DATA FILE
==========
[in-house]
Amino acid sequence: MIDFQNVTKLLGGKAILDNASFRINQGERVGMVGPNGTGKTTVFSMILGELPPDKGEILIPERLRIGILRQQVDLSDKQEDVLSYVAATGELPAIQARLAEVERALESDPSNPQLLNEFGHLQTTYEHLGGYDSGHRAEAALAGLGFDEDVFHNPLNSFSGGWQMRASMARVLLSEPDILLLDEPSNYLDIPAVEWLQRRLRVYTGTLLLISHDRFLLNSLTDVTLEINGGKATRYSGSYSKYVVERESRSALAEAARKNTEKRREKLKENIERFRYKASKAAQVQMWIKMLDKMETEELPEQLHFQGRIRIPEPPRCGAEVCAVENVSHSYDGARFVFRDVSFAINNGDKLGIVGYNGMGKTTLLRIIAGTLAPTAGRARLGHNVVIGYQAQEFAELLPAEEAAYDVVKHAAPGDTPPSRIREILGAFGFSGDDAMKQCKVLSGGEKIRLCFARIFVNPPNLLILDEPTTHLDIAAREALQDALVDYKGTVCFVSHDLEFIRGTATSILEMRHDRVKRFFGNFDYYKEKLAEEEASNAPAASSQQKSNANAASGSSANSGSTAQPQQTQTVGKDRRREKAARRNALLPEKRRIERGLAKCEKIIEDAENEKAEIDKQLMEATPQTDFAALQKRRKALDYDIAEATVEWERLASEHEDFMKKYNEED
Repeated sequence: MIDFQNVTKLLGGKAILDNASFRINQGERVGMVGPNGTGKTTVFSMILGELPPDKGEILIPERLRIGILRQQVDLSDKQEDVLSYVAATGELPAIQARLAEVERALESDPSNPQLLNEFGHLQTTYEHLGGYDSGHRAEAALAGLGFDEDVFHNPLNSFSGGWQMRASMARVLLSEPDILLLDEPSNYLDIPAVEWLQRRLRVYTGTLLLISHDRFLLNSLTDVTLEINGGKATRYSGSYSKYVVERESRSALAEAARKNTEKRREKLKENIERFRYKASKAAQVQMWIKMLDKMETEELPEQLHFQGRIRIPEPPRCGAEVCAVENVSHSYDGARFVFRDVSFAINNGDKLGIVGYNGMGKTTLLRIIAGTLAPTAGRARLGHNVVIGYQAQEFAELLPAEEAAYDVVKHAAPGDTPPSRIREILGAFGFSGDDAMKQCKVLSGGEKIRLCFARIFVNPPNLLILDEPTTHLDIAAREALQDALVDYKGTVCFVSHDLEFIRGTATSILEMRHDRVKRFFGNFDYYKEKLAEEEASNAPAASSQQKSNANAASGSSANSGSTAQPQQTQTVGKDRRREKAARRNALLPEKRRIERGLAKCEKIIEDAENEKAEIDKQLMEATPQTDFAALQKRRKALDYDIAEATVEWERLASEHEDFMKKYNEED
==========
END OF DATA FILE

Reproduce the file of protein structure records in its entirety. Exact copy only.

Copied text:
[in-house]
Amino acid sequence: MIDFQNVTKLLGGKAILDNASFRINQGERVGMVGPNGTGKTTVFSMILGELPPDKGEILIPERLRIGILRQQVDLSDKQEDVLSYVAATGELPAIQARLAEVERALESDPSNPQLLNEFGHLQTTYEHLGGYDSGHRAEAALAGLGFDEDVFHNPLNSFSGGWQMRASMARVLLSEPDILLLDEPSNYLDIPAVEWLQRRLRVYTGTLLLISHDRFLLNSLTDVTLEINGGKATRYSGSYSKYVVERESRSALAEAARKNTEKRREKLKENIERFRYKASKAAQVQMWIKMLDKMETEELPEQLHFQGRIRIPEPPRCGAEVCAVENVSHSYDGARFVFRDVSFAINNGDKLGIVGYNGMGKTTLLRIIAGTLAPTAGRARLGHNVVIGYQAQEFAELLPAEEAAYDVVKHAAPGDTPPSRIREILGAFGFSGDDAMKQCKVLSGGEKIRLCFARIFVNPPNLLILDEPTTHLDIAAREALQDALVDYKGTVCFVSHDLEFIRGTATSILEMRHDRVKRFFGNFDYYKEKLAEEEASNAPAASSQQKSNANAASGSSANSGSTAQPQQTQTVGKDRRREKAARRNALLPEKRRIERGLAKCEKIIEDAENEKAEIDKQLMEATPQTDFAALQKRRKALDYDIAEATVEWERLASEHEDFMKKYNEED
Repeated sequence: MIDFQNVTKLLGGKAILDNASFRINQGERVGMVGPNGTGKTTVFSMILGELPPDKGEILIPERLRIGILRQQVDLSDKQEDVLSYVAATGELPAIQARLAEVERALESDPSNPQLLNEFGHLQTTYEHLGGYDSGHRAEAALAGLGFDEDVFHNPLNSFSGGWQMRASMARVLLSEPDILLLDEPSNYLDIPAVEWLQRRLRVYTGTLLLISHDRFLLNSLTDVTLEINGGKATRYSGSYSKYVVERESRSALAEAARKNTEKRREKLKENIERFRYKASKAAQVQMWIKMLDKMETEELPEQLHFQGRIRIPEPPRCGAEVCAVENVSHSYDGARFVFRDVSFAINNGDKLGIVGYNGMGKTTLLRIIAGTLAPTAGRARLGHNVVIGYQAQEFAELLPAEEAAYDVVKHAAPGDTPPSRIREILGAFGFSGDDAMKQCKVLSGGEKIRLCFARIFVNPPNLLILDEPTTHLDIAAREALQDALVDYKGTVCFVSHDLEFIRGTATSILEMRHDRVKRFFGNFDYYKEKLAEEEASNAPAASSQQKSNANAASGSSANSGSTAQPQQTQTVGKDRRREKAARRNALLPEKRRIERGLAKCEKIIEDAENEKAEIDKQLMEATPQTDFAALQKRRKALDYDIAEATVEWERLASEHEDFMKKYNEED